a pain in the…internet. But, are they about to become a thing of the past?

RALEIGH, N.C. (WNCN) – Passwords can be a pain… in the internet. If you forget them, or they get stolen, they can be used by hackers.

Now, an effort is underway to move people all away from passwords to a cloud-based security system. 

These days, some of us go to great lengths to ensure we have secure passwords, utilizing all kinds of ways to come up with random characters.   

Those passwords may be secure, but they can be tough to remember. 

Other people go for low-hanging fruit, that are easy passwords to remember but not safe. 

“They’re a pretty big pain,” Raleigh resident Barbara Rich said. “I try and keep them all relatively the same so I can remember them.” 

Security experts said the top ten most common passwords are things like sequential numbers 1 though 6, or QUERTY which is the first row of letters on your laptop. Also on that top ten list, the word “password,” or variations on those themes. 

Research shows these are some of the most common passwords.

When it comes to passwords, big tech said they are really outdated.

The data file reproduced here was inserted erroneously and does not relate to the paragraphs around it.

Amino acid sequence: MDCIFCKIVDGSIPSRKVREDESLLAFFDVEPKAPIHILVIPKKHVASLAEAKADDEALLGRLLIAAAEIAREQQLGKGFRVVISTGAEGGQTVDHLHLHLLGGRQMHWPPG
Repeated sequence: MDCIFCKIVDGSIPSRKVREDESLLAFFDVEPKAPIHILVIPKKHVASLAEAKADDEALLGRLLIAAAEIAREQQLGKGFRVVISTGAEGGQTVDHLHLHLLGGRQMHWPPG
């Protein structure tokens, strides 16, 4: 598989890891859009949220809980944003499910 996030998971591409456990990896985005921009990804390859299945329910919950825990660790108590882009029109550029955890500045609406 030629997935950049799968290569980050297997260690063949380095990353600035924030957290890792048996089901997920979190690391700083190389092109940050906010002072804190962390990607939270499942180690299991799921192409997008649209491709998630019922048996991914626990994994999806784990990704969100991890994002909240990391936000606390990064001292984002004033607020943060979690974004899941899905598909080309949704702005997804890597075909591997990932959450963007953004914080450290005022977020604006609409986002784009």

“Passwords are not sufficiently convenient or secure enough for today’s world,” Megan Shamus of the FIDO Alliance said.

The alliance is an industry association whose goal is to reduce the world’s over-reliance on passwords. 

Back when the internet was invented, no one envisioned the average person would have upwards of 80 accounts all requiring passwords. 

“What could be better than passwords?” asked Raleigh resident Saul Castillo. 

Google, Apple and Microsoft said they do have something better in mind and are jointly collaborating with FIDO to kill the password.  

“What they are embracing is a new way to login,” Shamus said. 

The changes surround our everyday devices, like phones or PC’s. The login would be in conjunction with biometrics to access our accounts.  

“Whatever you use to unlock your device — whether it’s your face, fingerprint pattern or PIN, it can be used to log in across all of your platforms,” Shamus said. 

Castillo said he has no concerns about a cloud-based system like that. “I think it’s secure.” 

However, Barbara Rich isn’t so sure.

“I’d have to really look at and find out more about it before I’d go with something like that.” 

It’s estimated we’ll start seeing the move away from passwords by the end of the year — or maybe sooner in some cases.

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